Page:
Ice Network

Borscht belts: Kim lands smoothly in Sochi

Skating in her first practice, the Queen is ready to defend Olympic title
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Yu-Na Kim hopes to add another Olympic gold medal to her collection. -Getty Images

The men's short program at the 2014 Olympic Winter Games was about to begin in the Iceberg Skating Palace, but some of the biggest news in the Sochi skating world came from the practice rink.

Dozens of cameras and reporters crammed into the media area were camped out for a good 45 minutes just to catch their first glimpse of the Queen.

Less than 24 hours after her flight touched down in Russia, Yu-Na Kim skated in her first practice in Sochi. And, if there was any jet lag or wariness from her travel, you would never have known it from the way she skated. Dressed in a black shirt and black tights, Kim rolled through her practice, landing a series of triple Salchows, flips, Lutzes and Lutz-toe combinations.

Her run-through of her short program was as smooth as her travels to Sochi, and she practiced until the Zambonis pushed out onto the rink. Afterward, she graciously took several questions from the waiting media.

"I tried not to think the Olympics are here," she said through an interpreter. "I'm not trying to do my best because it's the Olympics. I'm trying to do my best always."

Kim, the champion in Vancouver four years ago, is trying to become the first woman to win back-to-back Olympic gold medals since Katarina Witt won consecutive titles in 1984 and 1988. Witt and Sonja Henie (who won crowns in 1928, 1932 and 1936) are the only ladies to have successfully defended their Olympic titles.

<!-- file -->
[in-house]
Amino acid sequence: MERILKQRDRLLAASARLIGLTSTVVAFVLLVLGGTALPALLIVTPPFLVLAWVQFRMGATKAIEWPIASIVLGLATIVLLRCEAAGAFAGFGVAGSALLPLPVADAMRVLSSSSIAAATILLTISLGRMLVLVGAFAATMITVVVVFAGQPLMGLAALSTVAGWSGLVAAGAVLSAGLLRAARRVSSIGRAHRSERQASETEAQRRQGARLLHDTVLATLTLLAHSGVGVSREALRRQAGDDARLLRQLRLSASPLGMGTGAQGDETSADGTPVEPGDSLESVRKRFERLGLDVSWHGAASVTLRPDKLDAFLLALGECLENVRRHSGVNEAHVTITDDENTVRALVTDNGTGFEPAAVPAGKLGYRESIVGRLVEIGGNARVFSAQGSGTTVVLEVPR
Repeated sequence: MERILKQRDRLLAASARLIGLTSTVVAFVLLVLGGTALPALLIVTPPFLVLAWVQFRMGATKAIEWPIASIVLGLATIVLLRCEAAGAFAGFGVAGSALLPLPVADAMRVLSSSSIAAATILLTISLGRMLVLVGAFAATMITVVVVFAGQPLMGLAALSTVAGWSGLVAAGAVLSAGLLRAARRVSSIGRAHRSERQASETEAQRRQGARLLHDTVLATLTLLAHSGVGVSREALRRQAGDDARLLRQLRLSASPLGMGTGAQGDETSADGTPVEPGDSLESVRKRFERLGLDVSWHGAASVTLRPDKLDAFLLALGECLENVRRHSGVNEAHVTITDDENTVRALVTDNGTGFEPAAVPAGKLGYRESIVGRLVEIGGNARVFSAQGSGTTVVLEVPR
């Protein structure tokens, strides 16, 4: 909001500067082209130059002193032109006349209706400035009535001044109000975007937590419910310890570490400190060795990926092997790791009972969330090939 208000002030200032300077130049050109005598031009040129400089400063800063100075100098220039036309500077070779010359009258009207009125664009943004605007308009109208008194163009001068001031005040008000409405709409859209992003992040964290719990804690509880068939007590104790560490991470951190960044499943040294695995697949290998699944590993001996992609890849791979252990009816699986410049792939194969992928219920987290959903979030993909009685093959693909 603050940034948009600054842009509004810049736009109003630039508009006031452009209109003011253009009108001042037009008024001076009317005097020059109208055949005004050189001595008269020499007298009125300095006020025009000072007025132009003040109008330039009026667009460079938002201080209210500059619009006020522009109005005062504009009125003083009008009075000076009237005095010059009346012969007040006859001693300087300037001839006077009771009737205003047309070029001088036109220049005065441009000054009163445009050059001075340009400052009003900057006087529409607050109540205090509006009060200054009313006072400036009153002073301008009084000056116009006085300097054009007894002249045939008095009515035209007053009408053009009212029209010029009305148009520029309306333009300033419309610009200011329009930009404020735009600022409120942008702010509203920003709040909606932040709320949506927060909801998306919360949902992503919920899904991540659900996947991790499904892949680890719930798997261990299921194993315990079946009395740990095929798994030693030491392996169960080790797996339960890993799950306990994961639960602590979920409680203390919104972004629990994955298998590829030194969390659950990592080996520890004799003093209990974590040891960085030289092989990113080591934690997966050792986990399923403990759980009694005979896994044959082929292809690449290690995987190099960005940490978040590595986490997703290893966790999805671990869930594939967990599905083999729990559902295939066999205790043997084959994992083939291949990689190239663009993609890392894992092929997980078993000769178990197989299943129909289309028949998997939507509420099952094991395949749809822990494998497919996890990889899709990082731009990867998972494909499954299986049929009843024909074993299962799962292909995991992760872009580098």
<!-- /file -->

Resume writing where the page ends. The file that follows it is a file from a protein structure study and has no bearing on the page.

"Previous athletes have won two times in a row, but it was a different time and it was very different," Kim said, downplaying the historical ramifications of these Winter Games. "It means a lot for me to take part in the Olympics."

Kim flew in from Korea, along with her mom and her teammates, Haejin Kim and So Youn Park. She was asked if she wanted to upgrade to first class, but according to one Korean TV reporter, she opted to sit in business class with her mom and teammates. She arrived around midnight in Sochi and was on the ice for a 6:25 p.m. practice the following evening.

"I was just trying to get used to the ice and continue what I did in Korea," she said. "[The rink] is a pretty fine quality of ice."

Kim did not compete in the Grand Prix Series, and even though her last major competition came at the 2013 World Championships (which she won), she is considered one of the top contenders for the gold medal in Sochi.

However, Russia's Julia Lipinitskaia, who already has a gold medal from these Games from the team event, has emerged as a top threat to dethrone the Queen. Kim said she has watched video of Lipinitskaia's performances and said there is one big difference between the two skaters.

"These Olympics are my last, but for [Lipinitskaia], they are her first," Kim said. "The meaning of the Olympics is different."

Moskvina proud of pairs

With these Winter Games taking place on Russian soil, longtime Russian pairs coach Tamara Moskvina had been looking forward to coaching here. That dream ended after Alexander Smirnov injured his knee earlier this season, meaning he and partner Yuko Kavaguti could not skate at the Olympics. But Moskvina was invited to come to Sochi and even had the honor of sitting behind Russian President Vladimir Putin during the Opening Ceremony.

Moskvina, who was making her 11th trip to an Olympics, was especially pleased to see the Russians win the team competition and, of course, was even more excited to see the Russians finish in first and second place in the pairs event.

"I am very happy that our Russans are the best pairs again and we showed our superiority," Moskvina said. "They both skated very nice programs."

Moskvina also was quick to note this tidbit: The Russian gold medalists, Tatiana Volosozhar and Maxim Trankov, and silver medalists, Ksenia Stolbova and Fedor Klimov, are both coached by Nina Mozer. This marked the third time two Russian teams were guided to Olympic medals by the same coach.

In 1992, Natalia Miskutenok and Artur Dmitriev won the gold, and Elena Bechke and Denis Petrov took the silver. In 1998, Oksana Kazakova and Dmitriev won the gold medal, and Elena Berezhnaya and Anton Sikharulidze were the silver medalists.

And you guessed it, Moskvina coached them all.

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